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    Child’s Play

    by Nicole Fruge posted April 26, 2012
    Four-year-old Adrianna Crews, center, clutches a doll during playtime at the Early Learning and Literacy Center at Dunbar Elementary School in Atlanta. A new study finds per-pupil aid is shrinking for state-funded preschool programs. —Pouya Dianat for Education Week

    Four-year-old Adrianna Crews, center, clutches a doll during playtime at the Early Learning and Literacy Center at Dunbar Elementary School in Atlanta. A new study finds per-pupil aid is shrinking for state-funded preschool programs. —Pouya Dianat for Education Week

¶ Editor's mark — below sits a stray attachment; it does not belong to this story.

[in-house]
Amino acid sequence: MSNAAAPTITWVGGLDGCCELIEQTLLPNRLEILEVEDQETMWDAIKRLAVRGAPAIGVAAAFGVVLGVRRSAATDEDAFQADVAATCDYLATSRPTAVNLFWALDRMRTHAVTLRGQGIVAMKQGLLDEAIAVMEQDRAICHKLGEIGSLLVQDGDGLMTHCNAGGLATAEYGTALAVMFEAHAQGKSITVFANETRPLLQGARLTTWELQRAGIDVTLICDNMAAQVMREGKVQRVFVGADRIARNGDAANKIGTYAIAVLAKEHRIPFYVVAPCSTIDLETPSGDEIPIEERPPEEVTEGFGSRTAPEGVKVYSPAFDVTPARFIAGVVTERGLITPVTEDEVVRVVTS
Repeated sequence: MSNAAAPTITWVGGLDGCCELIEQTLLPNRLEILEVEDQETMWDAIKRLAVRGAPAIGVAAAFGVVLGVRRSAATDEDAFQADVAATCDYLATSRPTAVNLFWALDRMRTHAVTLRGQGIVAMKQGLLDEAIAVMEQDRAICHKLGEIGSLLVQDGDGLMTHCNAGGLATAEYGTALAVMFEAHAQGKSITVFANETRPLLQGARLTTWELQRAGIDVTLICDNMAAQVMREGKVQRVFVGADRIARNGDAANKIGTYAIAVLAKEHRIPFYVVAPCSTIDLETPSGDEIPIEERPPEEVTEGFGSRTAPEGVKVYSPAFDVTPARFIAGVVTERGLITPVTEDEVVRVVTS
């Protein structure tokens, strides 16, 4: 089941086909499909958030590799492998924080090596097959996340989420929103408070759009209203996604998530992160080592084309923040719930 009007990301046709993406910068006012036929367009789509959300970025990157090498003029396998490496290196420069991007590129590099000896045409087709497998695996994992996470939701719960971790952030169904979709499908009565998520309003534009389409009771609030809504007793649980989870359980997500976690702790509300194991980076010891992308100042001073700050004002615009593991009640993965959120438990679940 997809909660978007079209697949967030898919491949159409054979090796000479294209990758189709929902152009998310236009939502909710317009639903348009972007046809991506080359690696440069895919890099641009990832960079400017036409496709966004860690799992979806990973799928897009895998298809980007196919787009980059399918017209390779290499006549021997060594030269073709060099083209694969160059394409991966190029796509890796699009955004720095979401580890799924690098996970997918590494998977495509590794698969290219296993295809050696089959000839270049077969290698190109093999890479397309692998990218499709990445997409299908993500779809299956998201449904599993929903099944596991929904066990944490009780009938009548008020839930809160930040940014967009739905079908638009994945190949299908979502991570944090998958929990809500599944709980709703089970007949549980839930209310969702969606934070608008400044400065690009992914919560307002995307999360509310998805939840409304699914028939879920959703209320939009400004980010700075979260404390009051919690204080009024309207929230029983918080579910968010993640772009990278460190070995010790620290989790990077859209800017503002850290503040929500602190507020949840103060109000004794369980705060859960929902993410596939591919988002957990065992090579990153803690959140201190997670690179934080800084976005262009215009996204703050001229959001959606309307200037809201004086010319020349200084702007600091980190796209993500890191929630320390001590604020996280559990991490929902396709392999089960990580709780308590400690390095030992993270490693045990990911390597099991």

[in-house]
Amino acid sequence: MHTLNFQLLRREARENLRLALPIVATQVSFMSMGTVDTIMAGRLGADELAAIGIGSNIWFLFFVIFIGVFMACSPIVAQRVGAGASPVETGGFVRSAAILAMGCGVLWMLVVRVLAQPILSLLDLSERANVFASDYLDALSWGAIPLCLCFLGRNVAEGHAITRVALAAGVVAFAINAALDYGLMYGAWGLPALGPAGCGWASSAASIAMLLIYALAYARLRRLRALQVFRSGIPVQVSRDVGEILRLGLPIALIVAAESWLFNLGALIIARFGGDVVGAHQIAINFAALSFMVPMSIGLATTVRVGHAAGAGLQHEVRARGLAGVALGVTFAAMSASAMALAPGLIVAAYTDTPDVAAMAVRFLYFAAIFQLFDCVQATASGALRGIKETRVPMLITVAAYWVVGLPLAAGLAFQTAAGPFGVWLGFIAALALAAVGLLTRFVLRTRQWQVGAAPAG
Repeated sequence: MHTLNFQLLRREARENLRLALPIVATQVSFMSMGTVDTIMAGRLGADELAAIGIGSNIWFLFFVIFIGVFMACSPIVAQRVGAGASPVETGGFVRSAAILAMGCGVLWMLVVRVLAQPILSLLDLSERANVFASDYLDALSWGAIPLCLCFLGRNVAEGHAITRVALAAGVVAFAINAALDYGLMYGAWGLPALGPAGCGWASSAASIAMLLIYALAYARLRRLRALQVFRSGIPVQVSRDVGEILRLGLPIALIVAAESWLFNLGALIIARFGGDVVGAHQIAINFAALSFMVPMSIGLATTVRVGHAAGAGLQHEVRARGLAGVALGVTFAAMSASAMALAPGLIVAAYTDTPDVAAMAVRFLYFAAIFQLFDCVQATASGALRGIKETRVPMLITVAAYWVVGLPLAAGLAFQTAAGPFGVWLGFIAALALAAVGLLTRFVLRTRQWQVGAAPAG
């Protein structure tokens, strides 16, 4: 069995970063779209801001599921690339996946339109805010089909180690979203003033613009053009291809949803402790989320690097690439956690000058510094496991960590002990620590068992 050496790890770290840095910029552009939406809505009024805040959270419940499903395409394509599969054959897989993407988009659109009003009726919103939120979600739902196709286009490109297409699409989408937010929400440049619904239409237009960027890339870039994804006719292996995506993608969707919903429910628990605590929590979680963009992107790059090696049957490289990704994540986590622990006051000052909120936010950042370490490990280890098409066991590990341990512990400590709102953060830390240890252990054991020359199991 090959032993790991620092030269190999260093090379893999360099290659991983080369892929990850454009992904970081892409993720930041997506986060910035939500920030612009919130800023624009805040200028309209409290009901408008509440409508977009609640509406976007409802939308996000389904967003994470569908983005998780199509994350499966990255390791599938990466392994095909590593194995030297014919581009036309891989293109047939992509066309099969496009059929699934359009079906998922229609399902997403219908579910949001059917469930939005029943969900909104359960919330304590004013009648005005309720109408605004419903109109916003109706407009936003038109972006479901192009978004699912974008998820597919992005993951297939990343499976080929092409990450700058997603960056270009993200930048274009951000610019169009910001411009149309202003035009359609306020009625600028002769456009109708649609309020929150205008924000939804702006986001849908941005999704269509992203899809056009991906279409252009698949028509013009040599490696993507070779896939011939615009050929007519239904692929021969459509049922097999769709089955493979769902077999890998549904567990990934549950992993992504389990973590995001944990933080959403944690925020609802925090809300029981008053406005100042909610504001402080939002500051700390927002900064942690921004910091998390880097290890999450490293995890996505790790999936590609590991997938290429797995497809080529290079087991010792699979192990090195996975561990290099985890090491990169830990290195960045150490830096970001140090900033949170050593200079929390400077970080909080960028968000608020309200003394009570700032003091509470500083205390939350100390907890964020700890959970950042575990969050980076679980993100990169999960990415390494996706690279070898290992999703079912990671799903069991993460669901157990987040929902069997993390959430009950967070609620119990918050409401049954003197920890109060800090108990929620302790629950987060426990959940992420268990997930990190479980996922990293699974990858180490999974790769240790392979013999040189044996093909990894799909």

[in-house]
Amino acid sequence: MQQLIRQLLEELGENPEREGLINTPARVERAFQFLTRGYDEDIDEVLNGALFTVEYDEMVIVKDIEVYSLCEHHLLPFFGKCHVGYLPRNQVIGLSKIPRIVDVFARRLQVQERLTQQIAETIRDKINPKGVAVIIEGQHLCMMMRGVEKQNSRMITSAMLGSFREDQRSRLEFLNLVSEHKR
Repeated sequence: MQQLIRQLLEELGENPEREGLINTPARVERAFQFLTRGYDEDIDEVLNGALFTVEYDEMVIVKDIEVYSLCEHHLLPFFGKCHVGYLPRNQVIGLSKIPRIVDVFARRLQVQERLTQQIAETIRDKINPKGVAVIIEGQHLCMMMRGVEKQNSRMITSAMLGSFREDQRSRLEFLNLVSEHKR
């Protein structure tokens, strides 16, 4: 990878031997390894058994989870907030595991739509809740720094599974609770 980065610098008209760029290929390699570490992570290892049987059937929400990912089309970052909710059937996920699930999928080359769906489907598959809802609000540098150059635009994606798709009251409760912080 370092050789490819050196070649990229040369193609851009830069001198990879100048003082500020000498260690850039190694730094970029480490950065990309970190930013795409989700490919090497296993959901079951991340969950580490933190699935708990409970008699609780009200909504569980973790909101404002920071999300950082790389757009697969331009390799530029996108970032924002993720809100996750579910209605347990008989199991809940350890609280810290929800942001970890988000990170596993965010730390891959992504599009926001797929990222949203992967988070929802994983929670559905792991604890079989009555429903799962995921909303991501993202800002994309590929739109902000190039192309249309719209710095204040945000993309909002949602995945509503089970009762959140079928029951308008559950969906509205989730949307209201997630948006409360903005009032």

This scene of faux domesticity catches my eye at once—a box full of baby dolls, two vacuum cleaners, and a play-kitchen full of utensils and dishes. The children are given a chance to choose new stations every day, but you could tell this trio of girls was dying to get into the housekeeping area together. Watching them transform into their vision of adult women was endearing. One picked up the disconnected telephone and ordered a pizza, another vacuumed the area and set the table, while Adrianna Crews, center, watched the “babies.” Witnessing the kids adopt grown-up mannerisms so quickly was fascinating. While they were imitating adult behavior, they still preserved their childlike innocence and naivete as they socialized. It made me realize one of the reason’s why pre-K is important; it has very little to do with ABC’s or 123’s. It’s more fundamental: Children are learning, in their own way, how to live and work with each other.  —Pouya Dianat

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